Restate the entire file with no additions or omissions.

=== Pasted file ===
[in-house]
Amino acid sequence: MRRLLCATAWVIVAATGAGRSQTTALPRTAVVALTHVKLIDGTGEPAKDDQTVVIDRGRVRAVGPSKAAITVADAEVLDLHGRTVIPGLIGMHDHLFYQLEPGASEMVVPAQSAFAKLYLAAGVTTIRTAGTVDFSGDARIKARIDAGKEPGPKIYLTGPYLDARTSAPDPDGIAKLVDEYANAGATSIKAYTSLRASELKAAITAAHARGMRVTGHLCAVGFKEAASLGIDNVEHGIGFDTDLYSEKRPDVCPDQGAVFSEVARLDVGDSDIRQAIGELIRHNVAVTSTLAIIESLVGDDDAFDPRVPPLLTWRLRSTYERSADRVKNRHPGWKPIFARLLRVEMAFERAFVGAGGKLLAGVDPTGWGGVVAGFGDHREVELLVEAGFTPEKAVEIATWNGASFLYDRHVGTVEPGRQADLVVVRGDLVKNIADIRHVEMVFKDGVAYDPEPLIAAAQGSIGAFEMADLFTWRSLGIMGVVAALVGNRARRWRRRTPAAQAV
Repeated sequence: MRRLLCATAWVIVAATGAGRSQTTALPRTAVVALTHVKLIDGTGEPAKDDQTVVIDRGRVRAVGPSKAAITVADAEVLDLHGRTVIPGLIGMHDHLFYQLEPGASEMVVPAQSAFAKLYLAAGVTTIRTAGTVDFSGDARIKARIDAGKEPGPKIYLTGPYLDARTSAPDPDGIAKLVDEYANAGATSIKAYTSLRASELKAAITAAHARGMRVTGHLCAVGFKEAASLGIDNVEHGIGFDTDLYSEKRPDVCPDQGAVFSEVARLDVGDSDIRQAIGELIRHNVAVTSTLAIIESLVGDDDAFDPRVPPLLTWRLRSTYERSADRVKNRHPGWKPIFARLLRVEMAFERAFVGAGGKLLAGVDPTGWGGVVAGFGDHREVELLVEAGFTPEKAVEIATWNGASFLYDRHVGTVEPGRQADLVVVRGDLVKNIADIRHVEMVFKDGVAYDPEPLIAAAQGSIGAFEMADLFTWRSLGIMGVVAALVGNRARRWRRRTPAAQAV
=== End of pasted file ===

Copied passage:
[in-house]
Amino acid sequence: MRRLLCATAWVIVAATGAGRSQTTALPRTAVVALTHVKLIDGTGEPAKDDQTVVIDRGRVRAVGPSKAAITVADAEVLDLHGRTVIPGLIGMHDHLFYQLEPGASEMVVPAQSAFAKLYLAAGVTTIRTAGTVDFSGDARIKARIDAGKEPGPKIYLTGPYLDARTSAPDPDGIAKLVDEYANAGATSIKAYTSLRASELKAAITAAHARGMRVTGHLCAVGFKEAASLGIDNVEHGIGFDTDLYSEKRPDVCPDQGAVFSEVARLDVGDSDIRQAIGELIRHNVAVTSTLAIIESLVGDDDAFDPRVPPLLTWRLRSTYERSADRVKNRHPGWKPIFARLLRVEMAFERAFVGAGGKLLAGVDPTGWGGVVAGFGDHREVELLVEAGFTPEKAVEIATWNGASFLYDRHVGTVEPGRQADLVVVRGDLVKNIADIRHVEMVFKDGVAYDPEPLIAAAQGSIGAFEMADLFTWRSLGIMGVVAALVGNRARRWRRRTPAAQAV
Repeated sequence: MRRLLCATAWVIVAATGAGRSQTTALPRTAVVALTHVKLIDGTGEPAKDDQTVVIDRGRVRAVGPSKAAITVADAEVLDLHGRTVIPGLIGMHDHLFYQLEPGASEMVVPAQSAFAKLYLAAGVTTIRTAGTVDFSGDARIKARIDAGKEPGPKIYLTGPYLDARTSAPDPDGIAKLVDEYANAGATSIKAYTSLRASELKAAITAAHARGMRVTGHLCAVGFKEAASLGIDNVEHGIGFDTDLYSEKRPDVCPDQGAVFSEVARLDVGDSDIRQAIGELIRHNVAVTSTLAIIESLVGDDDAFDPRVPPLLTWRLRSTYERSADRVKNRHPGWKPIFARLLRVEMAFERAFVGAGGKLLAGVDPTGWGGVVAGFGDHREVELLVEAGFTPEKAVEIATWNGASFLYDRHVGTVEPGRQADLVVVRGDLVKNIADIRHVEMVFKDGVAYDPEPLIAAAQGSIGAFEMADLFTWRSLGIMGVVAALVGNRARRWRRRTPAAQAV